most start on 12-15K.

10 times mortgage anyone??

Indeed. They are still ridiculously over priced. I would have thought it's mainly 'investors' who are buying these currently. Can't post a link to one as I'm at work but they are tiny! Studio flats described as houses really.

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Indeed. They are still ridiculously over priced. I would have thought it's mainly 'investors' who are buying these currently. Can't post a link to one as I'm at work but they are tiny! Studio flats described as houses really.

Mate of mines Son bought a place in that building opposite the Old Marconi building in Sun Street in about 2002.

£100K then....the corridor echoed, indeed, my mate said it was like living in a prison, such was the noise. Still, it had the advantage of a Pizza place within walking distance.

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Once estate agents cotton on to the idea that lower prices = more sales = survival then they will be the main driver of lower asking prices.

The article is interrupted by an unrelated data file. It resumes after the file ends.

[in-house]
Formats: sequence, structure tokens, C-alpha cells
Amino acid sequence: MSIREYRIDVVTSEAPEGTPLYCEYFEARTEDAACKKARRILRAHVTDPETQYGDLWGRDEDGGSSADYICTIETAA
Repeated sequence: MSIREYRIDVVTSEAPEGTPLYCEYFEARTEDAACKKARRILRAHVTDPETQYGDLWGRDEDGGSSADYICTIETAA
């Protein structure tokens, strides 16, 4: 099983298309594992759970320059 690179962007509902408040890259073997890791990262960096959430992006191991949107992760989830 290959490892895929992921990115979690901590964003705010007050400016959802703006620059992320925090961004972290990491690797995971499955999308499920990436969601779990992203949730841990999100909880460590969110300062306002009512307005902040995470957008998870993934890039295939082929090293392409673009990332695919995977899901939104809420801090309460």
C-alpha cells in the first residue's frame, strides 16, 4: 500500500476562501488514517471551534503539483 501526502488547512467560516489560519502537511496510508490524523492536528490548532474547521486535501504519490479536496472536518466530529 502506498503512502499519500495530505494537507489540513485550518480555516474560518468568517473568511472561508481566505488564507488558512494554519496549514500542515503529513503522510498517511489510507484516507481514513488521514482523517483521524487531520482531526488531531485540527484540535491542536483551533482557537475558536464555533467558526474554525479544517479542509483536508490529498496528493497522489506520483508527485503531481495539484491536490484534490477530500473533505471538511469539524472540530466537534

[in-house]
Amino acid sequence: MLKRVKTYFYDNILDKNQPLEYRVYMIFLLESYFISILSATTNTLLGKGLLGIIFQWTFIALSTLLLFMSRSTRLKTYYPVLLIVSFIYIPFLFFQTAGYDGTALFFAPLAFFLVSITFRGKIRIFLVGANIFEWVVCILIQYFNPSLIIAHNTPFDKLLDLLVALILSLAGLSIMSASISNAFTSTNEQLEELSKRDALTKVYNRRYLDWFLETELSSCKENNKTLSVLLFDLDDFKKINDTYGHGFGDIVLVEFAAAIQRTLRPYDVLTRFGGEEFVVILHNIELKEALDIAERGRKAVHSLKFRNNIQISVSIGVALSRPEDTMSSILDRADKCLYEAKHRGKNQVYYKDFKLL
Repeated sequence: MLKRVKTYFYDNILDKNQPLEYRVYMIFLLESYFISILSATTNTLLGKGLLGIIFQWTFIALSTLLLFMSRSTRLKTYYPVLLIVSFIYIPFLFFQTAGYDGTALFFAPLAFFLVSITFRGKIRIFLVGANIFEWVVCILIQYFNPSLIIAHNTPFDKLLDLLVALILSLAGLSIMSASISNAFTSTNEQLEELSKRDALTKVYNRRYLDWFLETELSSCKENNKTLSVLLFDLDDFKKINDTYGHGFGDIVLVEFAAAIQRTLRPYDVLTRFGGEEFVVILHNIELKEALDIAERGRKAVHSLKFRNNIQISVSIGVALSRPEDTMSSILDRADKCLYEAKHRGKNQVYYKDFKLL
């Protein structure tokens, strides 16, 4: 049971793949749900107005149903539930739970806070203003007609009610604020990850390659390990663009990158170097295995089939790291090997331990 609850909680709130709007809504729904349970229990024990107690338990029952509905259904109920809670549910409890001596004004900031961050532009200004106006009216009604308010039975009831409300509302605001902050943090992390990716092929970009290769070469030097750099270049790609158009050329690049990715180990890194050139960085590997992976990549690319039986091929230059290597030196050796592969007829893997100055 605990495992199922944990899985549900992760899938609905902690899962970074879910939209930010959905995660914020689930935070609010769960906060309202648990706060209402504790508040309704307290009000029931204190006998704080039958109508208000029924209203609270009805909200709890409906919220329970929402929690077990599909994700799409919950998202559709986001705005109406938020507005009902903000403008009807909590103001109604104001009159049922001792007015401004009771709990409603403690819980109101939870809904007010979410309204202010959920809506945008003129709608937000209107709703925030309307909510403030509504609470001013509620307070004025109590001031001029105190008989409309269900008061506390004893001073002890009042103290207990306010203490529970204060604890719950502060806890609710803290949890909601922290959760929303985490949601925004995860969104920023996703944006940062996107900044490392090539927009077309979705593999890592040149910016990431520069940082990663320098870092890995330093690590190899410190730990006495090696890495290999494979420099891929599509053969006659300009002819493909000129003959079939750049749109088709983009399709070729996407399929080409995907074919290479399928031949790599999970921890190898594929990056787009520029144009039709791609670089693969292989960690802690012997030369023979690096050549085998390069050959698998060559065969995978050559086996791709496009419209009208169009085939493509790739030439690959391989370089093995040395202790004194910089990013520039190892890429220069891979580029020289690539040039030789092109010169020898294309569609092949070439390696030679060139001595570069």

I remember in the early 90's when estate agents would turn down instructions if they felt that the vendor was being unrealistic in their expectations. EAs need quick turnover - not properties sitting on their books for months costing money to market but bringing nothing in.

1% of something is a lot more than 1% of fook all!

We're a long way from this yet. In the early 90s I was told by an agent 'I'll put this on the market for 150k and not a penny more. If you want it on for more, find another agent. I've got plenty of overpriced properties I can't sell already'.

That was after 18 months of a rapidly falling market - when prices had already gone down 30% - 40% - and the local high street had gone from 13 estage agency offices to 6.

As I say, we're years away from this yet - because this market won't fall like the market in the late 80s - because then we had interest rates at 15% - now they are at 0.5%

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We're a long way from this yet. In the early 90s I was told by an agent 'I'll put this on the market for 150k and not a penny more. If you want it on for more, find another agent. I've got plenty of overpriced properties I can't sell already'.